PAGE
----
Late last month, the Environmental Protection Agency reopened the finalized reregistration of atrazine. The EPA proposes an extremely low ecological level of concern value for atrazine of just 3.4 parts per billion, down from the scientifically proven 15 parts per billion, according to Gary Marshall, Triazine Network Co-Chair and retired Missouri Corn Growers Association CEO.
“In 2019, the EPA agreed to re-register the product. And now the new administration came in two years after the fact because of a lawsuit generated by some of the anti-agricultural organizations around the country, sued the EPA over the reregistration, and the EPA did something unprecedented,” he said. “They decided to go back and reopen what we thought was already a closed reregistration process.”
The issue from the lawsuit specifically looks at the impact of atrazine on aquatic life standards.
“That means algae and fungus, things like that, that are in streams that shouldn’t be there anyway,” he said. “So, what the EPA has done is proposed a new set of guidelines, they’ve opened up a new comment period, and we’re going to go back, and we’ve already reviewed what we sent in before, we’re going to do it again, and hopefully get EPA to reconsider this unprecedented decision to reopen the registration process.”
Marshall says the proposed action, if made final, will result in new highly restrictive label mitigation measures on atrazine, and would be costly to farmers.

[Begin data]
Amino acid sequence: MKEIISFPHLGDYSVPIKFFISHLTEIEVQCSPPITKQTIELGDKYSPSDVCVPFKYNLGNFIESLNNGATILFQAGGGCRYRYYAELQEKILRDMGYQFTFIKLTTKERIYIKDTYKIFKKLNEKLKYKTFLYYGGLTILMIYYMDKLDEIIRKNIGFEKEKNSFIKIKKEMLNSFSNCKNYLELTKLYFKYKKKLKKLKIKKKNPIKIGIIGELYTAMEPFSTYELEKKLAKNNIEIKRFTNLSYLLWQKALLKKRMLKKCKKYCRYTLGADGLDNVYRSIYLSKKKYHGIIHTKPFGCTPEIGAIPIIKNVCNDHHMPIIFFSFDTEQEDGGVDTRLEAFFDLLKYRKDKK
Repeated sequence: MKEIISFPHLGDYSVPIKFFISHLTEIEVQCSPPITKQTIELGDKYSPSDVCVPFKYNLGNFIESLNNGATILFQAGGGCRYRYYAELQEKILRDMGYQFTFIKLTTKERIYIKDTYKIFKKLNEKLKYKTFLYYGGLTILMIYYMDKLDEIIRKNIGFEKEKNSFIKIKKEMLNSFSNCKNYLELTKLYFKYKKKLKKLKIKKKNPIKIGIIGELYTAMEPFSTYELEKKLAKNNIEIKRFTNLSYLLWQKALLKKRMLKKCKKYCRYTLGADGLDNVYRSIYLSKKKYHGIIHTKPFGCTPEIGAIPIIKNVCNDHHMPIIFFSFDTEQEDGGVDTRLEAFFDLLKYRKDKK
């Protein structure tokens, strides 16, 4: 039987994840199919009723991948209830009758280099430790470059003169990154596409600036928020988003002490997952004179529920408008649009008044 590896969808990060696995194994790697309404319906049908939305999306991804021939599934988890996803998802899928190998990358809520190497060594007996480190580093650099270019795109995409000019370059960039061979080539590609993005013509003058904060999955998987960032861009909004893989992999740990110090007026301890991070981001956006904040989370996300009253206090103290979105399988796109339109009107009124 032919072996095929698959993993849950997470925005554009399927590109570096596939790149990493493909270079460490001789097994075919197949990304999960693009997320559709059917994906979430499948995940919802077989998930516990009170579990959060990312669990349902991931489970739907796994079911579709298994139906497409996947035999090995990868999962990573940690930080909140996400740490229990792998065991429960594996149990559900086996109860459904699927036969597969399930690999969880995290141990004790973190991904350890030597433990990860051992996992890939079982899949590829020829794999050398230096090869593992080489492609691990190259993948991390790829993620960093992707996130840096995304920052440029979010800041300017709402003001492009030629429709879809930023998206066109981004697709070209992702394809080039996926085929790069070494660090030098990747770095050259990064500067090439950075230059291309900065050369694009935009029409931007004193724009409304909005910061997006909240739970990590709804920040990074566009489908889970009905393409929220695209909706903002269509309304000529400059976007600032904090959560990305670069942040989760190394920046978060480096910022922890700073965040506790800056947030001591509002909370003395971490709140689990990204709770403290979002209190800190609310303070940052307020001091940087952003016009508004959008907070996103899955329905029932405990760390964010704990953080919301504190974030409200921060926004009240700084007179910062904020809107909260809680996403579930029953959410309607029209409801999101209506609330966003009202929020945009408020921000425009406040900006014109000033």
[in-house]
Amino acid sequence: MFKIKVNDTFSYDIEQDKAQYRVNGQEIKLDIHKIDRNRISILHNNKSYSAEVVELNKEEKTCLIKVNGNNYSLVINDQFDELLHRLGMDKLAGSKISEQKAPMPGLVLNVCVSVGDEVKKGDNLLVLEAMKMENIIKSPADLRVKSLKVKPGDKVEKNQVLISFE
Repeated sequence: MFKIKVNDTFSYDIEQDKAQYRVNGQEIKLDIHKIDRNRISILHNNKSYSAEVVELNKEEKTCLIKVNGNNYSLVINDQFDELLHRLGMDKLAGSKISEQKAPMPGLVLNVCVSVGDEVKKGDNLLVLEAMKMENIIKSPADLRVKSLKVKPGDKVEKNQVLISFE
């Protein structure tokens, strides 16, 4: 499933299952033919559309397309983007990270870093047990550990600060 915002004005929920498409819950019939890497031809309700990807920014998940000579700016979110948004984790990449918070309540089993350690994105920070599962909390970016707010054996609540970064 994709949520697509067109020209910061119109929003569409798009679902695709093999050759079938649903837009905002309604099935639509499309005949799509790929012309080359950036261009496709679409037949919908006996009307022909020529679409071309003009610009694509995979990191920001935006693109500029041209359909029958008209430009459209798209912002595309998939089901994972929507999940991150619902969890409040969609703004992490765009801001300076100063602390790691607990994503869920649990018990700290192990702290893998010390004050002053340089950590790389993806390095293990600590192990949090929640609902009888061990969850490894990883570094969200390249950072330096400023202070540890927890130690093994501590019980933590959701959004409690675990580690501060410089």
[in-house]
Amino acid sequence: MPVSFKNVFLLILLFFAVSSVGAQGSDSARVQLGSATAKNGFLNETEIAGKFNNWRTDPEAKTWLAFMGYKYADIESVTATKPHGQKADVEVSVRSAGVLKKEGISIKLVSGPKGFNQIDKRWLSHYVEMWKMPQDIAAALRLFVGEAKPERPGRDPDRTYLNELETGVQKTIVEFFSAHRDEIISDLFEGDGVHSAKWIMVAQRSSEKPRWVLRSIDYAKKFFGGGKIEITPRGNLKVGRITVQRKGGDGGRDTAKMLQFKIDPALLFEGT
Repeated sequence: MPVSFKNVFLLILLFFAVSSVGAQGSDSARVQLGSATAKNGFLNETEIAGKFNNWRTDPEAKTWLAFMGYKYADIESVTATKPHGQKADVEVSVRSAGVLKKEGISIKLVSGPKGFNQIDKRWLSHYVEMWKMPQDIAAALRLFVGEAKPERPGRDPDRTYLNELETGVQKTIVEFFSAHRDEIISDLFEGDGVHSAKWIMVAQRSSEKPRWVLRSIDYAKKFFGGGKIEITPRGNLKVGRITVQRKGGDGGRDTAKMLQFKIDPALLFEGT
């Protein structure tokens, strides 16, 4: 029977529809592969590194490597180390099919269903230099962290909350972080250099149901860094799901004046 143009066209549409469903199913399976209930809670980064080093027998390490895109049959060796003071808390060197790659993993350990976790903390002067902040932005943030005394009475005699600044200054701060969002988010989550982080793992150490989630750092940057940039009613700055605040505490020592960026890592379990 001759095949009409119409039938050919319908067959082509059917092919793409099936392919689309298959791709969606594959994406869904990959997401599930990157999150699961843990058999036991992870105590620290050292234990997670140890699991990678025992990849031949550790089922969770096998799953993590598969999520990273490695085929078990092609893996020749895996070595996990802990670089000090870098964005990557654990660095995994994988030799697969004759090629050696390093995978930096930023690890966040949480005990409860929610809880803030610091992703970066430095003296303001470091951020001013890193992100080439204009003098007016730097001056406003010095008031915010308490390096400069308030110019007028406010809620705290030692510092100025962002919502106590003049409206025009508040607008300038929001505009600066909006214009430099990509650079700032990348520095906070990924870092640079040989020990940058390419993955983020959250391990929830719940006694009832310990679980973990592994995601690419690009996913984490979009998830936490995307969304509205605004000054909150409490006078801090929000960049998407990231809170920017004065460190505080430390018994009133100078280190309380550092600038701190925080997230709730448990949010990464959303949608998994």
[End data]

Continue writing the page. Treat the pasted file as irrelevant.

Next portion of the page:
“Well, the switching cost to move to a different product would be about $42 an acre. Based off of what the EPA has said, all of the major corn-producing areas within the Midwest would be limited on the amount of atrazine that they could use in conjunction with other products or just using atrazine by itself, almost making it totally ineffective,” he said. “So, for a 1,000-acre corn farmer, that’s over $40,000 in increased costs, because to switch to a different product would mean a higher cost and also less efficacy.”
Marshall says the Network is asking farmers to submit comments to the EPA.
“The Network has been in place since 1994. And our whole aim is to keep this product in the marketplace,” he said. “The science is on our side, if they’ll just follow the science and the real world, they’ll do the right thing. So, we’re going to fight it, we’ve got until September 6. We’re asking farmers to make comments to the docket at EPA and you can find out all you want to know about this at www.fightepa.com. You need to make those comments before September the sixth.”
This story was contributed by the NAFB.
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National Correspondent / AgNet Media, Inc.
Sabrina Halvorson is an award-winning journalist, broadcaster, and public speaker who specializes in agriculture. She primarily reports on legislative issues and hosts The AgNet Weekly podcast. Sabrina is a native of California’s agriculture-rich Central Valley.